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Jordan IPC10 Update – Live Streaming is Good to Go

Bill and Lisa Mollison about to go below sea level and into the
Dead Sea Valley, Jordan. Bill is, as you can see, particularly prepared.
Photo © Craig Mackintosh

Hello from Jordan! Many of you expressed interest in wanting to watch the IPC via live-streaming, and not a few of you were kind enough to contribute to our costs for facilitating this. Many thanks to those who did, it’s much appreciated indeed. If you were not amongst the donors, and you’re feeling able to do so, a little more help wouldn’t go amiss.

Anyway, I just thought I’d update you all now that I’m here, to let you know it looks good to go. I took my gear along, connected it all up, fiddled a bit, and it seems to be all working just as well here as it did when I tested it back home — except here I’ve also borrowed (and now tested) a wireless lapel microphone system to ensure the best audio. So, short of a power outage, an earthquake, the black plague or the cleaning guy tripping over our cables, you should all be able to check in and watch the speakers give their talks on Conference day (September 17), live as it happens.

Here are the details you need to watch:

  1. Conference speaker timetable to see who you can watch and when.
  2. Calculate the time difference for where you are in relation to Amman. You’ll find ‘Amman’ under ‘A’. (Excuse my weird sense of humour….)
  3. Watch it here when the time rolls around.

If you miss any live-streams, don’t panic, you can go to the ‘watch it here’ link above and just below the main video at top (the live streaming video), you’ll find the previously-streamed videos ready to play on demand.

With all of you watching over my shoulder making me nervous, don’t get upset if the camera footage looks a bit shaky!

Bill and Lisa Mollison at the
Dead Sea, Jordan.
Photo © Craig Mackintosh


  1. Glad it’s working Craig. I’ll be tuning from Mexico. If you run into a snag broadcasting and can’t figure it out send me an email. Best.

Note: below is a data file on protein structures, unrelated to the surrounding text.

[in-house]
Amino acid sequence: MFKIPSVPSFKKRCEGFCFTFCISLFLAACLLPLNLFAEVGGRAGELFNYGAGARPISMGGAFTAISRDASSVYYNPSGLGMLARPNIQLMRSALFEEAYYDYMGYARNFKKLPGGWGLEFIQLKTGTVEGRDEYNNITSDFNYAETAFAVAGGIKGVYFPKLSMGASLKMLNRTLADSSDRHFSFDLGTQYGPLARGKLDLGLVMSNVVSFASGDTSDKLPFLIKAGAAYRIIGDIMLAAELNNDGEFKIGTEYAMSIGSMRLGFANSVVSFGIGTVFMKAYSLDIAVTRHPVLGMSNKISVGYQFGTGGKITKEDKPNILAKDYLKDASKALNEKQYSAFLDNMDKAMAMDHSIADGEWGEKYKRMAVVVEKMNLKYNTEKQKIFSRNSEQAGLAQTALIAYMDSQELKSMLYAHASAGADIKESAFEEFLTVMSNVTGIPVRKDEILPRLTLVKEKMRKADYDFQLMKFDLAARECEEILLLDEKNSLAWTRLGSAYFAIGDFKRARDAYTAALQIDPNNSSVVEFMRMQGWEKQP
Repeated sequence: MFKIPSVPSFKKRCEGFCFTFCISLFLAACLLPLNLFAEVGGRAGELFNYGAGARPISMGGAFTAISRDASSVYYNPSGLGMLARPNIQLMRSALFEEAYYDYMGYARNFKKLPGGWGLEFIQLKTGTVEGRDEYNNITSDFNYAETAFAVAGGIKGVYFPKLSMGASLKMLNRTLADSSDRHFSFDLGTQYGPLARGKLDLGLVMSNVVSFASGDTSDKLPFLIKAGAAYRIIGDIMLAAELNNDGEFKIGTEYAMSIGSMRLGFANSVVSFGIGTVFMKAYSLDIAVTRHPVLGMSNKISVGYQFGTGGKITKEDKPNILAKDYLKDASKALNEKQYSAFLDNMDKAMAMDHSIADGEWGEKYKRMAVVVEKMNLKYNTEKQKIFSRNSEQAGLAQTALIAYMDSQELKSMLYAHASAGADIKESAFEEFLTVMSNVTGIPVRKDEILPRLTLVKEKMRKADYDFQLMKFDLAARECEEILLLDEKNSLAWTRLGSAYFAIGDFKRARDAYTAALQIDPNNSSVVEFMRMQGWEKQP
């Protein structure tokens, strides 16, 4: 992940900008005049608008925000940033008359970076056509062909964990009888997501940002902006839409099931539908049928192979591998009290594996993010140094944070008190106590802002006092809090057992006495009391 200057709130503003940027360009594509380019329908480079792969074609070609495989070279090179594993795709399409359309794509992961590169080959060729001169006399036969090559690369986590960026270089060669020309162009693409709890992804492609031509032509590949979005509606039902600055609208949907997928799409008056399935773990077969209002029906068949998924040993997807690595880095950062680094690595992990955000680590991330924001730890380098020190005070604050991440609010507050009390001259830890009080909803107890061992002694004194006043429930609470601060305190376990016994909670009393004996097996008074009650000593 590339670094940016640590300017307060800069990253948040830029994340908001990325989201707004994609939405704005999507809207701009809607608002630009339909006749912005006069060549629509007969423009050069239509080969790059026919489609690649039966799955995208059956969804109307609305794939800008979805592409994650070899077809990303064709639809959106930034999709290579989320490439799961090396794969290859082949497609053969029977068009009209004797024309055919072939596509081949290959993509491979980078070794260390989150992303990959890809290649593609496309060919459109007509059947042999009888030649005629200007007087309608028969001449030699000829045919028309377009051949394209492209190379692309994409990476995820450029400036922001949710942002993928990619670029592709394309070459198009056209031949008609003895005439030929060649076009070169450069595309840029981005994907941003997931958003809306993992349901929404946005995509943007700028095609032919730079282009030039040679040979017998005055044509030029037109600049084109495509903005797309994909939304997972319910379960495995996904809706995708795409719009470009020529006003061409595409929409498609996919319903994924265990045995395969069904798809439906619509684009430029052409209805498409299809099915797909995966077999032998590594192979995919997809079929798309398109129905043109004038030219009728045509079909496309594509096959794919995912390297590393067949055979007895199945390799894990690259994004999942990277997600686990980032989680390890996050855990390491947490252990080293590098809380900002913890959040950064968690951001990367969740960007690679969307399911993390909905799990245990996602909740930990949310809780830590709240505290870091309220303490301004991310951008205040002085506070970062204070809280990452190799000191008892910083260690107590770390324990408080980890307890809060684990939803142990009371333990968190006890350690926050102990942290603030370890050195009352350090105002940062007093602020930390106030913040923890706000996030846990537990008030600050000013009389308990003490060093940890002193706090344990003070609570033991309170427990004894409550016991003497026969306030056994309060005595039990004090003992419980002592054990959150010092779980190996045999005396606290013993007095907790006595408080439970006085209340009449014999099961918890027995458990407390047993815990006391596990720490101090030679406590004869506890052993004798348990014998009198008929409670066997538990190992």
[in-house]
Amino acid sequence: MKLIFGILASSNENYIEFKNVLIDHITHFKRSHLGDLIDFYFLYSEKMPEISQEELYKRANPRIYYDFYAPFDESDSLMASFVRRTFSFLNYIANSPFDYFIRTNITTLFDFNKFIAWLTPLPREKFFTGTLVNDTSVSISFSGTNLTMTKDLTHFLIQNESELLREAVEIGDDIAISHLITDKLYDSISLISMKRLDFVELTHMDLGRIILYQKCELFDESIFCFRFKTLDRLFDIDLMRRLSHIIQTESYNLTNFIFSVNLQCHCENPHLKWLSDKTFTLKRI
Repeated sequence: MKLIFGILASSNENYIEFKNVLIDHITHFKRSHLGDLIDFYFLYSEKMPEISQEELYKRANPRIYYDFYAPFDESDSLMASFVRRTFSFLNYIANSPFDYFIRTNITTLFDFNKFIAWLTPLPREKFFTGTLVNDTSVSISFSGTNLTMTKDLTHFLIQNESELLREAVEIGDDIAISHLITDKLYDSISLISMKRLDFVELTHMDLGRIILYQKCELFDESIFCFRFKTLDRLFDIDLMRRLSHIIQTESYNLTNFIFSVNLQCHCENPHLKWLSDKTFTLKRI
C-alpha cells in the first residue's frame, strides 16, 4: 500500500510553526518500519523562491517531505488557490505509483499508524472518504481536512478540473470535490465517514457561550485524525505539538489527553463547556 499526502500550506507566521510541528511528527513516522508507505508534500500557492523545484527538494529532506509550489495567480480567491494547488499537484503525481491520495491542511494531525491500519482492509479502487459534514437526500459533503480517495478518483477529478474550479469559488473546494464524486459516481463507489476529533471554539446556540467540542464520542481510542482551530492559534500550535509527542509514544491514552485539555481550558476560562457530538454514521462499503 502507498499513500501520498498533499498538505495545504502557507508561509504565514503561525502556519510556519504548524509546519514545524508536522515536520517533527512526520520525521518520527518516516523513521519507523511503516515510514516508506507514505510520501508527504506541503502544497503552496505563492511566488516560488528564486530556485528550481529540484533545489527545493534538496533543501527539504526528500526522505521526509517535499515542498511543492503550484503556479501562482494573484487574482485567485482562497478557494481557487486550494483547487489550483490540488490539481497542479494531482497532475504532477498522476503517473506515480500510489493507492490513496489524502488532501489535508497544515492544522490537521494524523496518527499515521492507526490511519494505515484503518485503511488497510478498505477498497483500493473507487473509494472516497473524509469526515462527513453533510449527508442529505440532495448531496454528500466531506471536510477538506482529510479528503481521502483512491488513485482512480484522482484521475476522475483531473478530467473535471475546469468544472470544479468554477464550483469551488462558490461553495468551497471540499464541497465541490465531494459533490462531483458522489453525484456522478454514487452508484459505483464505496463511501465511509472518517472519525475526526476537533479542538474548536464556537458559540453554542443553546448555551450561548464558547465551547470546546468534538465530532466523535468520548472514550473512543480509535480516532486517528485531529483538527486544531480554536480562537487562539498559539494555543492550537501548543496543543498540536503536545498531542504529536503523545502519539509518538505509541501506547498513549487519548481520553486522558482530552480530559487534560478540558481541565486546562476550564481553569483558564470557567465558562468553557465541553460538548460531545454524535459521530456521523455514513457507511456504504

2. Ok this is the way I see it. Those of us who earn money or in-kinds out of Permaculture and describe their services or goods for that matter as Permaculture will one day I hope, put back something into the structures and people that has helped them to earn and have a good life.
    It is very fortunate indeed that Tagari, the company that publishes Bill’s writings, takes extreme good care of him on every level so he does not need finances from the Permaculture movement.
    I remember clearly Bill to pay cash for everyone he hanged with and give many PDC for nothing in exchange to all sorts of needy people including me at the time in early 1980’s. Bill also put money into a multitude of projects and people as well, he thought are worthwhile while he was far from wealthly himself.
    So what I am saying is “nurture the feeding hand”.

  3. I definitely will not miss this! Thanks everyone for contributing your time and funds to making this possible! Can’t wait to hear all the dynamic speakers!


    We’re excited and very glad for the live-streaming – as we think it very important to make these conferences and convergences as inclusive as possible.

    So we will be translating (in summary) to our colleagues in the spanish PC networks as much as we can of the Conference, thanks to the live-streaming.

    And will do our best to translate for the Convergence too, as much as is possible.

    News in spanish here (all help very welcome – get in touch if you’re bilingual English-Spanish)

    NodoEspiral of the PC Academy
    will also be giving a presentation in both languages (which will be recorded & available online) during the Convergence, see here to subscribe to the English version:

  5. Craig,
    Thanks so much for making these talks available to all of us around the world. I so appreciate your efforts to make this site dynamic and for getting the permaculture word out there.

    I am compelled, however, to bring up a very glaring issue with regards to the conference and perhaps something I need to address with the organizers rather than on this forum. With the exception of Nadia, who gave the introduction, all other nine permaculture speakers were men. This is not to say that their talks were not compelling, informative and inspiring. It would be nice, however, to get more women’s voices into these larger meetings. Perhaps women permaculturalists were invited and unable to attend; I am willing to give the organizers the benefit of the doubt. But it is something that we should be more conscious of in the future.


  6. @Kareen

    Hi Kareen, the princess also had a speech, and I don’t think there is an obstacle for women permaculturists to speak at the conference. It was only a coincidence that they were all men. Jo was presenting her active Jordan project during the convergence.

  7. @Kareen also

    The lineup of speakers being male was not intentional in the slightest. In fact, Rosemary Morrow was originally scheduled to speak, and also to teach in the pre-IPC PDC, but she had to cancel out due to personal circumstances.

    The main bid was to have speakers with expertise in dryland situations – whatever their gender.

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